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Dutch Chief Of Police Suggests National DNA-Database For All Citizens

from the bad-idea-of-the-day dept

The chief of police of the greater Rotterdam area has called for the creation of a DNA-database for all 16.6 million Dutch citizens. There is already a DNA-database in existence, but it only contains the DNA of 11,000 people since the policy is to only take DNA from people sentenced to prison for at least four years.

According to the chief of police the privacy of civilians is not as important as tracking down criminals, stating that society is "too careful" and that "if you want to make the world safer, there's a price to pay." In a statement released later he added that safety is partly paid for by reducing privacy.

Of course, one could argue that it's not the privacy-concerned people being "too careful," but that there are some people that are so obsessed with security that they're willing to have others pay the price in giving up their privacy. Such a database will not prevent crime, since most crimes don't originate from rational risk-calculation. Any errors in the database could also have disastrous effects on people's lives in the case of a mistaken identity for instance, not to mention the implications of potential function creep. It really is a big price to pay for a small piece of security in one of the safest places in the world.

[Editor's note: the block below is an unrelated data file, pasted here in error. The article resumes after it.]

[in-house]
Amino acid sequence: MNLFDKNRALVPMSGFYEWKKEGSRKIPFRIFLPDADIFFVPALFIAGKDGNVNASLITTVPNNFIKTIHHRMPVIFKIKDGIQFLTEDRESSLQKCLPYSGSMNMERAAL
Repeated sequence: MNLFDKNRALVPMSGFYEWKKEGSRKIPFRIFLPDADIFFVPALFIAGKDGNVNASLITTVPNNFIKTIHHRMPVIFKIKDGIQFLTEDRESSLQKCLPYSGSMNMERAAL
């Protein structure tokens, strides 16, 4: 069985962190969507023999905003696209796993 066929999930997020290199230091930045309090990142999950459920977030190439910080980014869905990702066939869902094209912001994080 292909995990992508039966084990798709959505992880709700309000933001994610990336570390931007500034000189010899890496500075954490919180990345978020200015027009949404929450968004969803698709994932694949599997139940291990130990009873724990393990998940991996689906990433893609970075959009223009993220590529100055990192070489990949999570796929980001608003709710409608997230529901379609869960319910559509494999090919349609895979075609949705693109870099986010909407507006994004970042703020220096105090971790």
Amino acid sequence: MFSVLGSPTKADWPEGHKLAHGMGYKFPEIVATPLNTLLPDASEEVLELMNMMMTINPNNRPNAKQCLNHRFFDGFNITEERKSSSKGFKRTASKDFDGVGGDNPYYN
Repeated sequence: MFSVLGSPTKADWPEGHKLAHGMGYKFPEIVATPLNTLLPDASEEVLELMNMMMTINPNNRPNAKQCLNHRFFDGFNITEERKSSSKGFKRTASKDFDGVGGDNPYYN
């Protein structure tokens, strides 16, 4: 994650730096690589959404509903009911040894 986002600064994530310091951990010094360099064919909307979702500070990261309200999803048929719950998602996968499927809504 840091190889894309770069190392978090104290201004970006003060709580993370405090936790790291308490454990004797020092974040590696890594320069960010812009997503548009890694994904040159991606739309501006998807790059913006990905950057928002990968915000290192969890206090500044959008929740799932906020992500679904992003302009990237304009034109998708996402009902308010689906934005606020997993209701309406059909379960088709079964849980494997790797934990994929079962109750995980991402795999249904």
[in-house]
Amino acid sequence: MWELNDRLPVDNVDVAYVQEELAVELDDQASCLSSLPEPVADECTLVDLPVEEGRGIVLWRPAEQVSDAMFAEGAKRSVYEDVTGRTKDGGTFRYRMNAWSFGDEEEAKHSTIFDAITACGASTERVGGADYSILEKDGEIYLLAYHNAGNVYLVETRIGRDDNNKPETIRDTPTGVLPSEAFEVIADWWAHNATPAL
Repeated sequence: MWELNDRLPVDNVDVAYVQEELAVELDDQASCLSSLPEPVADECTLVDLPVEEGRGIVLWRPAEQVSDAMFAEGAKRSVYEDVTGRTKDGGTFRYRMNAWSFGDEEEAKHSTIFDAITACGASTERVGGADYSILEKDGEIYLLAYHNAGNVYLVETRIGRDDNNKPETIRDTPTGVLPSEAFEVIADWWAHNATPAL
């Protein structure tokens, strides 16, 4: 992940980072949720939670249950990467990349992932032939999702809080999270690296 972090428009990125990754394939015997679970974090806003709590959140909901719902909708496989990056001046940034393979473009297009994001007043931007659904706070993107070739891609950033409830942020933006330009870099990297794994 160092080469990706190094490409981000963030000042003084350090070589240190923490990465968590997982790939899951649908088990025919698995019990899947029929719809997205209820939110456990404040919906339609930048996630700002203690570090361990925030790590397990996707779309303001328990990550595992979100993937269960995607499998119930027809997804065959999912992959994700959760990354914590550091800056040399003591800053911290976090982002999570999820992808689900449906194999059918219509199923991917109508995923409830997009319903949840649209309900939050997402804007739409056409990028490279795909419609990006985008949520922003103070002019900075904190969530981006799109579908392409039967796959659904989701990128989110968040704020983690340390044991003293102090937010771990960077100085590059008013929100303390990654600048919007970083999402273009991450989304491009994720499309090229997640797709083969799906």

After a few hours of outrage from civilians and politicians, the Dutch Ministry of Justice and Security released a statement that they do not support the plan and stated that it was not the first time such ideas have been suggested. It is probably not the last time, either.

Filed Under: dna, netherlands, privacy


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  1. identicon
    Anonymous Coward, 15 Mar 2011 @ 9:36am

    Re:

    How exactly is DNA in any way private since people regularly leave traces of their DNA anywhere they go? And even if it won't help in preventing crime, it will help in solving it, provided the information is accurate.

    I suggest that you read those two sentences back to back as many times as necessary until you realize that the first implies that samples of DNA are readily to anyone/everyone with the means to harvest them, and that therefore the second's qualifying clause ("provided the information is accurate") is clearly inapplicable to the real world.


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